Forty-three seconds or four minutes

I was off work yesterday when I heard about a three-alarm fire at 19-21 Willow Street in Lowell. Minutes later, as the blaze became a five-alarm fire, I could see and smell the smoke even though I live a mile away on Bridge Street.

It was a tough day to be off work.

Tonight, as soon as I started my shift, I started helping my esteemed colleague Jennifer Myers track down rumors that Engine 4, stationed at 198 High Street, near the fire, was out of service when the blaze began.

The rumors were true.

Here’s a photo taken by Kelsie Lei, of Lowell, sent via Facebook.

Fire Chief Edward Pitta confirmed tonight for Ms. Myers that both Engine 4, which is stationed two-tenths of a mile from the fire scene, and Ladder 3, which is stationed downtown, were out of service when the fire began.

Jen asked if having Engine 4 and Ladder 3 in service could have changed the way this fire turned out. Here is what she’s reporting in tomorrow’s paper:

“It is always hard to tell, but I certainly would have liked our chances better had Engine 4 been in quarters, especially with how quickly that fire moved and was jumping from building to building,” Pitta said. “We may have been able to get a line on it and stop it from jumping to the other buildings.”  
The city has been closing some stations at different times since 1992. From January 2009, when the city budget crisis hit a peak, until late 2010, there were, at times, up to three companies out of service.
The practice became a hot-button issue, raised by Lt. David Keene, president of the firefighters’ union, in October 2010 in the wake of a fatal Bridge Street fire that left two residents dead and two firefighters injured. At the time of that early-morning blaze, Ladder 4 on West Sixth Street, Engine 4 on High Street and the rescue company downtown were closed. Had all three been staffed, there would have been nine additional firefighters available.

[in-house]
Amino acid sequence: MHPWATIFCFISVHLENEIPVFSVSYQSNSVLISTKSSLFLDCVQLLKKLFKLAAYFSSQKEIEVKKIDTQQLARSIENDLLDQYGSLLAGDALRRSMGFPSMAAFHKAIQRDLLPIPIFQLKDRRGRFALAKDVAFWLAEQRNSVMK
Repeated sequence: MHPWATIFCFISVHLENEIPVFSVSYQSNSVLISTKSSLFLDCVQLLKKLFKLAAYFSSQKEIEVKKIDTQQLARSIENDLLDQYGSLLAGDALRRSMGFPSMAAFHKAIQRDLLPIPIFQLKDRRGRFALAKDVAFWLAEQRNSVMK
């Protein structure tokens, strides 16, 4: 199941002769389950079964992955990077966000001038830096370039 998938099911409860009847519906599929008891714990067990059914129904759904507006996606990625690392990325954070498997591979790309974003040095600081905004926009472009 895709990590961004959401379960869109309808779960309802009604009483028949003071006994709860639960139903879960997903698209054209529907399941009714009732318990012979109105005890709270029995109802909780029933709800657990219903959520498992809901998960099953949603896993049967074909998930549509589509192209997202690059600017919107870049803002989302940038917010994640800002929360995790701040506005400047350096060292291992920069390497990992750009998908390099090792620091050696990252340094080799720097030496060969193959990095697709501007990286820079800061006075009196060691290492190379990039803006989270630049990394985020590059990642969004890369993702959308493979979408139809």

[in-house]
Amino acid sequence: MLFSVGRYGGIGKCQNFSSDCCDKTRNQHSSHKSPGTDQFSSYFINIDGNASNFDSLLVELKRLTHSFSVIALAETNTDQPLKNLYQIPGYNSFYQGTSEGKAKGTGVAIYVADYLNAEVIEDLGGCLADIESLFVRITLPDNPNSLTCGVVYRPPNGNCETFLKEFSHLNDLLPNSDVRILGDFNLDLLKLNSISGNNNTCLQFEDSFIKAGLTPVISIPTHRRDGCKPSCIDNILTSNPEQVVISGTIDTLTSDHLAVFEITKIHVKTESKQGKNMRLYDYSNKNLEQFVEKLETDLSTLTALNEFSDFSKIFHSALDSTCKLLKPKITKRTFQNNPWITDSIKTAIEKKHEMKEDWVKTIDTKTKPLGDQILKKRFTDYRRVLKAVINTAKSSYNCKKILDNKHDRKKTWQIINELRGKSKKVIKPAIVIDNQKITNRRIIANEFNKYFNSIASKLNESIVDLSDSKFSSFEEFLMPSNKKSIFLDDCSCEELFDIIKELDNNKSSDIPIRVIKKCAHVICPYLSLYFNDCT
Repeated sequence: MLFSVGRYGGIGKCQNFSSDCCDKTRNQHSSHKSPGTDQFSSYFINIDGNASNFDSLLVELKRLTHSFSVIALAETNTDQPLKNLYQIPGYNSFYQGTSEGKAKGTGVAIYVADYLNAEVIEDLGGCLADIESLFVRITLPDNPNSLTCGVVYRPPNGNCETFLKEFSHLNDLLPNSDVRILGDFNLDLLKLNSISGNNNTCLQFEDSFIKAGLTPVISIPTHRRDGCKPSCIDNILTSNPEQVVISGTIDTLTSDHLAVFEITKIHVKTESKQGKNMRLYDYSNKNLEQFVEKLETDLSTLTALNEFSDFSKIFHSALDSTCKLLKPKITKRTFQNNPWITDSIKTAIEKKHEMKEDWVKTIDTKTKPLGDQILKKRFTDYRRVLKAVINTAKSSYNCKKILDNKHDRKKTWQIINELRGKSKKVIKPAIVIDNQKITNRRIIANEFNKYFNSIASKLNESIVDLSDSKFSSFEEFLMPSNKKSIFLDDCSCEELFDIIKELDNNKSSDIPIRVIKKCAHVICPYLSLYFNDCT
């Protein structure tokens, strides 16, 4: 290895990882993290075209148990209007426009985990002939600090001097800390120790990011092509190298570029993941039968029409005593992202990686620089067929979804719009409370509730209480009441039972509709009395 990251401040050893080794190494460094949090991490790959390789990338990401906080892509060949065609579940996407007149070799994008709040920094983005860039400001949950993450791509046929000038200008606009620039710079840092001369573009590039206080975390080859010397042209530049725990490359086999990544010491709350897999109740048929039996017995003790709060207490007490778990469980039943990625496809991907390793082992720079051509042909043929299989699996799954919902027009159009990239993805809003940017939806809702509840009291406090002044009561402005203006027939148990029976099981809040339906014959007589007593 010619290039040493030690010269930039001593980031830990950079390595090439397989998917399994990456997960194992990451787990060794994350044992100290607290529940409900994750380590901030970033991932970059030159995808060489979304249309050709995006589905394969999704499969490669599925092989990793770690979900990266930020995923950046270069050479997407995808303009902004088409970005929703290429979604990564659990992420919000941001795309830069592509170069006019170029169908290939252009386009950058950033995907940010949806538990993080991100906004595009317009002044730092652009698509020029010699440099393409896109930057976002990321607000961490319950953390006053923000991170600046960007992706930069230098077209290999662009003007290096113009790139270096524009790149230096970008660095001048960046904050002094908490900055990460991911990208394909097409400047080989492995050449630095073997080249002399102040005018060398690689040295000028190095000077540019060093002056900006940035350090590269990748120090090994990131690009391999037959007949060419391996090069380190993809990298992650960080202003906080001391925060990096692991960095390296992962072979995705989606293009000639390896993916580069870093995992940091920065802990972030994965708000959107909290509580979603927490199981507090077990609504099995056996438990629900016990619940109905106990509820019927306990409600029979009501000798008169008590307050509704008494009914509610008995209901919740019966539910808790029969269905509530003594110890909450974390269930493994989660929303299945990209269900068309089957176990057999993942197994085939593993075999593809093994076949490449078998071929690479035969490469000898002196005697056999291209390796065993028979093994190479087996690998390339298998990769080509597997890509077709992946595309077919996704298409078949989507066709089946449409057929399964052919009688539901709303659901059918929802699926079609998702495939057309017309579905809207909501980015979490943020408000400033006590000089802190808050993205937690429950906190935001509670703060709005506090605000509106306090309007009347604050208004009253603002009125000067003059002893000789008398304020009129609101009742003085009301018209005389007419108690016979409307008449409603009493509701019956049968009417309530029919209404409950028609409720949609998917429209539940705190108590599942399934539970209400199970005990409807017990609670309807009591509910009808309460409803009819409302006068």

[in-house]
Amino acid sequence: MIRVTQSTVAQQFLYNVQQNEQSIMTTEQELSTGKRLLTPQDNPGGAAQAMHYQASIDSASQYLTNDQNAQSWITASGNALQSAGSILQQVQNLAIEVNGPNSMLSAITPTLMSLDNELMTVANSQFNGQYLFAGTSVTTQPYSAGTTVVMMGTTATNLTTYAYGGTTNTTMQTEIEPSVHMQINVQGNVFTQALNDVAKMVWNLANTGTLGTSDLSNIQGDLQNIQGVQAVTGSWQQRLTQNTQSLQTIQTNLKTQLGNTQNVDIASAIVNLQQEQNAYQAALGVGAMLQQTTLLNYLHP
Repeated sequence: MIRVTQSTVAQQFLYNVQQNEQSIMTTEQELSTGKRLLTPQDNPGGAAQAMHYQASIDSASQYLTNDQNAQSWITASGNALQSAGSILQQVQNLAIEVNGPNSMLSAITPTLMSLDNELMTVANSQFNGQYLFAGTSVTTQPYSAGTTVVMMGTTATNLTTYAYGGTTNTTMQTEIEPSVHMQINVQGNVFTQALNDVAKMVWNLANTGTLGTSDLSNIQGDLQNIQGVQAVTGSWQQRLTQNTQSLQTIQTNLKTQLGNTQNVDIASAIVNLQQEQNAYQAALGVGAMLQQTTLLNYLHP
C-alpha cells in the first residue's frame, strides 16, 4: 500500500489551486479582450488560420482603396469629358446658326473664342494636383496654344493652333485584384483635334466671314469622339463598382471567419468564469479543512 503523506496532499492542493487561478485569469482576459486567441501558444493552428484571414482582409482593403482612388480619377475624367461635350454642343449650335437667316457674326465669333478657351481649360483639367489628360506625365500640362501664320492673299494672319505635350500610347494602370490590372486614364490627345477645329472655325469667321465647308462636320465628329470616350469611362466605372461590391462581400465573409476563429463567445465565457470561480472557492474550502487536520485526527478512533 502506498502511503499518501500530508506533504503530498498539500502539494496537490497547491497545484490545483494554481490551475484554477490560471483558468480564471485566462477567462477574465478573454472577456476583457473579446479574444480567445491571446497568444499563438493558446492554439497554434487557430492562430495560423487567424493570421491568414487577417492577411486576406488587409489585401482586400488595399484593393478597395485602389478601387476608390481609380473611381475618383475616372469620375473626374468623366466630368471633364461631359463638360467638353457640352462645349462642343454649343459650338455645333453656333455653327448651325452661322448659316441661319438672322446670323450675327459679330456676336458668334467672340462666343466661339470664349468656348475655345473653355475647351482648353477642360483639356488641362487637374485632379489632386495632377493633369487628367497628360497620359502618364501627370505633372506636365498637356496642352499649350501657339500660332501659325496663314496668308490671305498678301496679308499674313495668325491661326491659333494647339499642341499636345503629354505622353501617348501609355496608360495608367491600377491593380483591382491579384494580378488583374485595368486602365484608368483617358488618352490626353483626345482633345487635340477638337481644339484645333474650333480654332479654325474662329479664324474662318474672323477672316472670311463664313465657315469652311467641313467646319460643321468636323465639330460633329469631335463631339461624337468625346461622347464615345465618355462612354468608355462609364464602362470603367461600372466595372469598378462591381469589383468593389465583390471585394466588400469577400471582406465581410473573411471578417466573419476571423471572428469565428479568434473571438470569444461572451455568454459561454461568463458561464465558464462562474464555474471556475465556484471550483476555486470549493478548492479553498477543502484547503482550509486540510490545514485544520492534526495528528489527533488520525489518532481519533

“After the Bridge Street fire, there were a lot of conversations between myself and (City Manager Bernie Lynch) and between the manager and the union,” Pitta said. “In February of 2011, the manager put more money into our overtime account and since that point we have not closed three stations on one shift. The most we close now are two at a time and we hire if we have to.”

Here’s a photo Tory Germann took at the scene on Friday.

I spoke to Keene tonight. He agreed with Pitta that it is impossible to tell how much of a difference Engine 4 could have made, but he also agreed it could have made a difference. “The faster you can get water on a fire, the faster it goes out.”

Keene said the City Manager and Chief Pitta both worked with the union to address concerns after the Bridge Street fire.

“The manager has worked with us 100 percent on this, as has the chief,” Keene said.

I also brought this issue up last fall following another fire where the first responding engine was out of service.

To better illustrate how this station closure changed things, I’ve put together this list of links to Google Maps driving directions. Drive times are, of course, not for fire trucks, but they should still make for a good comparison.

Engine 4, in the High Street station is 43 seconds away from the fire.

Since Engine 4 was closed, units responded from these stations:

Engine 11 and Ladder 1 came from Lawrence Street, which is four minutes away from the fire.

Engine 3 and the Rescue came from the Civic Center, which is five minutes away from the fire.

Engine 6 and Ladder 4 came from West Sixth Street, which is six minutes away from the fire.

Tory Germann took this photo of the fire’s aftermath today.

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2 responses to “Forty-three seconds or four minutes

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